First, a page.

Obituary: Andrew Currie, naturalist who played a crucial role in the environmental development of Skye

Andrew Currie: a naturalist who played a crucial role in the environmental development of Skye
Andrew Currie: a naturalist who played a crucial role in the environmental development of Skye
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Born: 18 August, 1930, in Edinburgh. Died: 28 March, 2012 in Broadford, Skye, aged 81

Andrew Currie was a naturalist who worked quietly and patiently on the premise that man is an integral part of the environment.

His whole ethos was based on the belief that humans, land and wildlife should all be considered together in the natural world and that people therefore cannot be removed from the equation.

As a result, nothing was viewed in isolation and when he undertook an environmental survey for the controversial Skye Bridge he put forward some innovative mitigating ideas to help the project do as little harm as possible while still providing benefit to the community.

Skye was his home for more than 35 years and he had a huge affinity for the island and all its fascinating habitats but he was born and raised in Edinburgh, where his career began at the Royal Botanic Garden.

The son of bank manager Thomas Currie and his wife Julia, he was born in Brunton Gardens, not far from where his father ran a branch at the top of Leith Walk. Educated at the Royal High School, as a youngster he was heavily involved in the Scouts and the Scripture Union and used to spend time at Canty Bay near North Berwick, the property donated by Baptist Scoutmaster “Pa” Evans to promote the Christian growth of young people.

After leaving school he completed his National Service as a weapons inspector in the Royal Army Ordinance Corps, serving at various bases including Aldershot and Bicester, before starting work in the Cactus House at the Botanic Garden.

Several years later he moved to Kelso as an experimental officer for the Hill Farming Research Organisation before heading north to the Black Isle to join the Nature Conservancy Council (NCC) as an assistant regional officer for a vast area covering Sutherland, Caithness and Ross and Cromarty.

There he became involved with Sites of Special Scientific Interest (SSSI), nature reservations and in local public enquiries into developments for the emerging oil industry, particularly at Nigg Bay.

In 1976 he moved to Skye with the NCC, becoming responsible for the island, the Outer Hebrides and the Small Isles. Already familiar with Skye through family holidays, he loved the island’s culture, its range of interesting habitats and they way the people who lived there interacted.

Following the introduction of the Wildlife and Countryside Act of 1981, he was heavily involved in the notification of new proposed sites of special scientific interest and in setting up the system to designate them SSSIs.

He also did a great deal of bird survey work, something he had been involved in on the Black Isle, and was a member of the Scottish Ornithologists’ Club and the British Trust for Ornithology. Skye had gone 100 years without a documented bird record and in the 1980s he began collating the data required with a view to publishing a book on the island’s birds. That dedication helped his friend and fellow ornithologist Bob McMillan to publish his book, Skye Birds, now in its second edition.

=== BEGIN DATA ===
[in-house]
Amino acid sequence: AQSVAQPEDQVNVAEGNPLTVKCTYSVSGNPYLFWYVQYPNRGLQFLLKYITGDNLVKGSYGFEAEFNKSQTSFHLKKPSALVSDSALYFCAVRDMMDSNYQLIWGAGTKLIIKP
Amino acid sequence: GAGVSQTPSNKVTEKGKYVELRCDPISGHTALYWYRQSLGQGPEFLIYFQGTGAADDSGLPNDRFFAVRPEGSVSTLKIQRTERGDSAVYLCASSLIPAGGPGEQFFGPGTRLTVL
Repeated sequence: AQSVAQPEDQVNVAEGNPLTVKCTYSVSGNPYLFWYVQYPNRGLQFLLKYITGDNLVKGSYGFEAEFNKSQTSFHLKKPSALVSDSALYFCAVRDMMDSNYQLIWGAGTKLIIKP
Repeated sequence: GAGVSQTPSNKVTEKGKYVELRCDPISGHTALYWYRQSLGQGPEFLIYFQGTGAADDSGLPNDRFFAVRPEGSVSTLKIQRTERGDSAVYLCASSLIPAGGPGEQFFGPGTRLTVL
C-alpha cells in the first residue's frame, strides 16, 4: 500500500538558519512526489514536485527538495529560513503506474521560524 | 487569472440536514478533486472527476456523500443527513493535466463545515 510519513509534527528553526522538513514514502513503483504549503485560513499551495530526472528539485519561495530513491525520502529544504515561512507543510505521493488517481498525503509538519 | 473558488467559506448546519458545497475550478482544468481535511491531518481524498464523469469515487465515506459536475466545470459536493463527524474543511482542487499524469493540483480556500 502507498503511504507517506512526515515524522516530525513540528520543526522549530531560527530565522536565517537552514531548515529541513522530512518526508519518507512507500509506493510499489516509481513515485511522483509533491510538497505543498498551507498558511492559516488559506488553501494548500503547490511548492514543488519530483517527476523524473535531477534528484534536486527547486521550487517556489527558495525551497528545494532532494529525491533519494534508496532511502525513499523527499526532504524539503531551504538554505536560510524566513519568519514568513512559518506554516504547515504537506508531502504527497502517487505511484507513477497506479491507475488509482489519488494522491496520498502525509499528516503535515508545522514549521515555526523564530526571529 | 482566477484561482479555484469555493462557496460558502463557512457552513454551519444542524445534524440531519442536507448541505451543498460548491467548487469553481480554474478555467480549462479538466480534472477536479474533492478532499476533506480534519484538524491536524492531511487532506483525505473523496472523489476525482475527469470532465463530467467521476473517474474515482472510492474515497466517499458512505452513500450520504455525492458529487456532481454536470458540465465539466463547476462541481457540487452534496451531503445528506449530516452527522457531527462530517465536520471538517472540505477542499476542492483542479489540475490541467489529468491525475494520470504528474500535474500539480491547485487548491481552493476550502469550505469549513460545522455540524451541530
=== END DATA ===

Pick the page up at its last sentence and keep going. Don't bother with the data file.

“Always quiet and unassuming, Andrew was an accomplished naturalist but in typical style, admitted to a little knowledge about botany and not too much about birds, which was far from the truth,” said Mr McMillan.

Currie also set up branches of the Scottish Wildlife Trust in Easter Ross and on Skye, chairing the latter, gave talks to schools and organisations all over Scotland and produced a long-running column on his observations of the natural world for the West Highland Free Press.

He had been hugely influenced by the big names of conservation in Scotland, including John Muir, and was often visited by prominent figures in the field including the Scottish zoologist, writer and conservationist John Morton Boyd.

In the 1990s one of his visitors was the singer Toyah Wilcox who, as part of a television series, made a trip to Skye to see eagles and talk to Currie, the local expert on the subject.

After retiring from the Natural Conservancy Council he continued to work as an environmental consultant for clients including the NCC’s successor Scottish Natural Heritage, Isle Ornsay Estate on Skye and the Skye Bridge contractors. He was also on the Isle of Eigg Trust and the John Muir Trust, acting as a special technical advisor to the latter.

A staunch Nationalist who had been actively involved in the Scottish National Party during the 1960s and 70s, he once had a long conversation with Prince Charles, the John Muir Trust patron, on the relative merits of independence and republicanism, having declined to remove the SNP badge from his lapel.

His other interests included Scots language, supporting local piping recitals and the Faith Mission.

A man who was a great believer in community groups, he spoke the language of locals, embraced those around him and met the concerns of the people halfway. On Skye he had quickly established a reputation as someone who cared as much about people as natural history and saw the two as inextricably mixed.

It was this professional philosophy that won him countless friends for nature and which now leaves a gentle but enduring imprint on the map of much of northern Scotland.

He is survived by his wife Hazel, whom he married in 1956, and their sons Duncan and Malcolm.